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We have built up a strong reputation for the quality of the paintings, drawings and sculpture that we curate, exhibit and sell. Our professional associations with bodies such as The British Antique Dealers’ Association (BADA) and the Association of Art & Antique Dealers (LAPADA) are as a result of our reputation for integrity, our wide knowledge of fine arts and the high quality of our stock. Our business standards and expertise are reviewed regularly to adhere vigorously to enforced Codes. Our memberships and commitment to its Code of Conducts gives our buyers confidence when purchasing a work from us.
Condition reports and certificates of authenticity vary in their nature by artwork, for more information on your pieces of interest, please enquire with the gallery.
We take pride in the attention we give to our images of the artworks for purchase and invest in these to ensure outputs are aligned as closely as possible to the item in reality. We do not apply filters or modify images, we provide high-quality images to reflect the high quality of our artworks.
Payment processing – You can be assured that payments are securely processed through Stripe’s trusted payment gateway.
Shipping and packaging requirements are assessed per piece to ensure the most suitable protection for the artwork. Trinity House will therefore call following purchase to agree the recommendations and costs.
We offer the following services which we will be happy to discuss with you following your purchase, alternatively, you can enquire for more information.
We offer insurance appraisals to protect your prised artwork and help you find the right cover and policy for you.
We are able to advise on framing and have access to every type and style to suit any artistic period or room setting.
The nature of the materials involved in a painting mean that on occasion some pieces are susceptible to movement and the effects of natural ageing. We are able to provide advice on practical measures to conserve the original condition of a piece and have relationships with restorers and framers to offer you a range of services to meet your needs.
Lamorna Birch was a renowned landscape painter in both oil and watercolour and a prominent member of the second generation of the Newlyn School of Artists. He was born in Egremont in Cheshire in June 1869, and as a boy moved to Manchester and later to Lancashire working in a mill, painting at dawn and sunset. He was constantly torn between his love for art and fishing.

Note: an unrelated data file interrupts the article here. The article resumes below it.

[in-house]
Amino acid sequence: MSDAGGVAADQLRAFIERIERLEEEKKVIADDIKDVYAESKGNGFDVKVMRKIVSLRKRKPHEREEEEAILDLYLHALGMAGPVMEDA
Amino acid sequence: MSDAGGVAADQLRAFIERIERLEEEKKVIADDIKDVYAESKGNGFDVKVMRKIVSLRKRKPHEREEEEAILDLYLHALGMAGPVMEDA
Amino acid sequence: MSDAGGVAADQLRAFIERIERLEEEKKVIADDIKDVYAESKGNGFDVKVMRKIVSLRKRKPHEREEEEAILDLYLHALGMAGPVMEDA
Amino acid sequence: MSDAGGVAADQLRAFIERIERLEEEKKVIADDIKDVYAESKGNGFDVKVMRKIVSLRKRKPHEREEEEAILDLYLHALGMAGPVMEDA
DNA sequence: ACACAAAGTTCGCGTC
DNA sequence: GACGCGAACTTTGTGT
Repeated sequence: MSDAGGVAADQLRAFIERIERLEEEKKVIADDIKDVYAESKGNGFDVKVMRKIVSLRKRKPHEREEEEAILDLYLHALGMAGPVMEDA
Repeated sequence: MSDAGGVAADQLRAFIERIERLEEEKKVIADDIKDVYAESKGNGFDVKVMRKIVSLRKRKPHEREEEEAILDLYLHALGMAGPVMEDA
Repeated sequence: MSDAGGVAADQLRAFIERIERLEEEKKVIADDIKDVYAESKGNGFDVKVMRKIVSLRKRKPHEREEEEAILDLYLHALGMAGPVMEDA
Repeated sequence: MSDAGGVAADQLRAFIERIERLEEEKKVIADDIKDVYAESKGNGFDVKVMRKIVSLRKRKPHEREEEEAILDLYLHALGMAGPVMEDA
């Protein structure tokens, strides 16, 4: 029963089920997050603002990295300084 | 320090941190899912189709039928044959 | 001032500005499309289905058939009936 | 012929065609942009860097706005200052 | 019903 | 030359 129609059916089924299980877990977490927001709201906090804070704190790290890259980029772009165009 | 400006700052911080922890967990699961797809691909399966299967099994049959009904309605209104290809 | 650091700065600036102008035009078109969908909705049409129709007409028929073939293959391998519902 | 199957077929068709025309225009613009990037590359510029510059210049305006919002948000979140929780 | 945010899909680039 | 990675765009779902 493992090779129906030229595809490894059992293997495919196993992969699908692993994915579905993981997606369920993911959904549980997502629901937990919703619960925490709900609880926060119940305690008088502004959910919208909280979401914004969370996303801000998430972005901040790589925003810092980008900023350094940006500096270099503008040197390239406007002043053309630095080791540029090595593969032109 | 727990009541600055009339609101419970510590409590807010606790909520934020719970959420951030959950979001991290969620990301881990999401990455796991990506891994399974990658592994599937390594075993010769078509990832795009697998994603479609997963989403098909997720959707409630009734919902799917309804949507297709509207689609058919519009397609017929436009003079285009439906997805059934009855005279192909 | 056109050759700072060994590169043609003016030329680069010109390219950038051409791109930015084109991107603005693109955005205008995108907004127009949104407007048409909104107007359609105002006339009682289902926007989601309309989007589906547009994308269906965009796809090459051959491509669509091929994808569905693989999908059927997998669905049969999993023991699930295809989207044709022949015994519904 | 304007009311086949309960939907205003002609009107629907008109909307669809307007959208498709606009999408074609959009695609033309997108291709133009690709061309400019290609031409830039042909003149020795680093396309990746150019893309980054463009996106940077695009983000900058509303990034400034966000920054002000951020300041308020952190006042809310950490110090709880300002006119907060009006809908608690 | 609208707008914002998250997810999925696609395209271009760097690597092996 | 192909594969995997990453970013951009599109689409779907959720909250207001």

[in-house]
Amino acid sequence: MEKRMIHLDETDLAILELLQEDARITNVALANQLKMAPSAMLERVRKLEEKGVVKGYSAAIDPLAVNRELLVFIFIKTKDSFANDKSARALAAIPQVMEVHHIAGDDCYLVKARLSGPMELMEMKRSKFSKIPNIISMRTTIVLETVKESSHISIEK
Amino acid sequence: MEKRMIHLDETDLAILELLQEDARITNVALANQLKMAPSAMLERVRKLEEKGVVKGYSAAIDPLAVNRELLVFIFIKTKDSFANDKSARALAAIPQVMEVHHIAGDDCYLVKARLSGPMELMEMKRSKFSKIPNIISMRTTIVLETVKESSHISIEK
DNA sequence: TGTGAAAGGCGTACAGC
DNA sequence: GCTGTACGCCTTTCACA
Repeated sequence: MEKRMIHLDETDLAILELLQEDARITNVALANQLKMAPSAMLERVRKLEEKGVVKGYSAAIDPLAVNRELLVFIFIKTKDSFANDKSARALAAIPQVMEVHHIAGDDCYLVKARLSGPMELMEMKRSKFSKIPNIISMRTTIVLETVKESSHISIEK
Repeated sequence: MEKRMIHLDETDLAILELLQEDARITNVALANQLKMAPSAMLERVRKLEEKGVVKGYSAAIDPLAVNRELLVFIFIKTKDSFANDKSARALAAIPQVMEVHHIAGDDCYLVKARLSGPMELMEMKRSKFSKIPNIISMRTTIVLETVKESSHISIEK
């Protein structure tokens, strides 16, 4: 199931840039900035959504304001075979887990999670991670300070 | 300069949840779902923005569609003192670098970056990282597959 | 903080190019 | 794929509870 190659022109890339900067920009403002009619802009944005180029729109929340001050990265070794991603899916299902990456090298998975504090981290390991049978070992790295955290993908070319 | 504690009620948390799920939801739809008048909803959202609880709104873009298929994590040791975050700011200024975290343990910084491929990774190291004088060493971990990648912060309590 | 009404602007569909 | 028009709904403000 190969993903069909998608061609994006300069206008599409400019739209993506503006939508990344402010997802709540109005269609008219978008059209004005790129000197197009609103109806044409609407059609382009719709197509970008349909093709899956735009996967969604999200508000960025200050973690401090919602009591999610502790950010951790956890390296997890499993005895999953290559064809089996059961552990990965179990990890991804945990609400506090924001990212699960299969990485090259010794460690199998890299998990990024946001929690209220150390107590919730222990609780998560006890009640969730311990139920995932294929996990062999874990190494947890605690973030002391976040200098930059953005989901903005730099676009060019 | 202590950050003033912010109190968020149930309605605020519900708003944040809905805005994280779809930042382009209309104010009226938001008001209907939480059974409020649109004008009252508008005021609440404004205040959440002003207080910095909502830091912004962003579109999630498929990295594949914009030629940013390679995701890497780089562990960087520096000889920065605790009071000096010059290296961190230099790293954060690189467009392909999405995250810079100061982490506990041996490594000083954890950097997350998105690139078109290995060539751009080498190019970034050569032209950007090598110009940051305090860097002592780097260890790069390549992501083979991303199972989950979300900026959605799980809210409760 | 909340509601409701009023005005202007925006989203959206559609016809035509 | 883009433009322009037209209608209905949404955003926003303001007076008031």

He was self-taught in art but did spend a year at the Atelier Colarossi in Paris 1895-6. From 1889 he regularly visited Cornwall and came under the influence of Stanhope Forbes, who was regarded as the greatest of the Newlyn School of artists, a group who settled in Newlyn because of the bright light and the relaxed atmosphere of the fishing village. Although being a near contemporary of the early Newlyn artists, Birch took an independent stance by living along the road at Lamorna; because there was another artist in Newlyn named Lionel Birch, John Birch added the name Lamorna to his known and from 1896 he even signed his work S. J. Lamorna Birch. Lamorna was to provide Birch with an endless range of landscape subjects, especially because of his passionate interest in rivers. He set up a studio near the river at Lamorna, only half a mile from Lamorna Cove. He later moved to Flagstaff Cottage at the head of the bay. He attracted other artists to the area and received a letter asking for art lessons; the student was named Emily Vivian, whom he later married. They had two daughters.Birch exhibited very widely – 146 paintings at the Royal Academy and 287 at the Royal Society of Watercolour Artists alone – being elected a member of the Royal Academy in 1934, and he was a very popular and gregarious fellow.
In Cornwall he was friendly with other artists, carrying out an amusing correspondence with Stanhope Forbes, and he was especially friendly with the famous Laura Knight who often came round to the Birch’s house with her husband Harold, also an artist. Birch’s elder daughter, Mornie, has related how Laura would sketch her and her sister before they went to bed.
Birch was a passionate fisherman, and is sometimes called the “The Fisherman Artist”. Each summer he and his wife (whom he called “mouse”) went on a river-based holiday, usually in Scotland but sometimes in Austria. He was a very keen traveller, visiting New Zealand and Australia in 1937. In 1947, two paintings by Birch were presented by the people of Cornwall to HM Queen and the Duke of Edinburgh on the occasion of their marriage.
When Lamorna Birch died in 1955 The Times obituary commented: “Birch, who was an athletic bearded man, looking very much younger than his years with the bright eyes and eager manner of a terrier, was the best of companions in any grade of society.”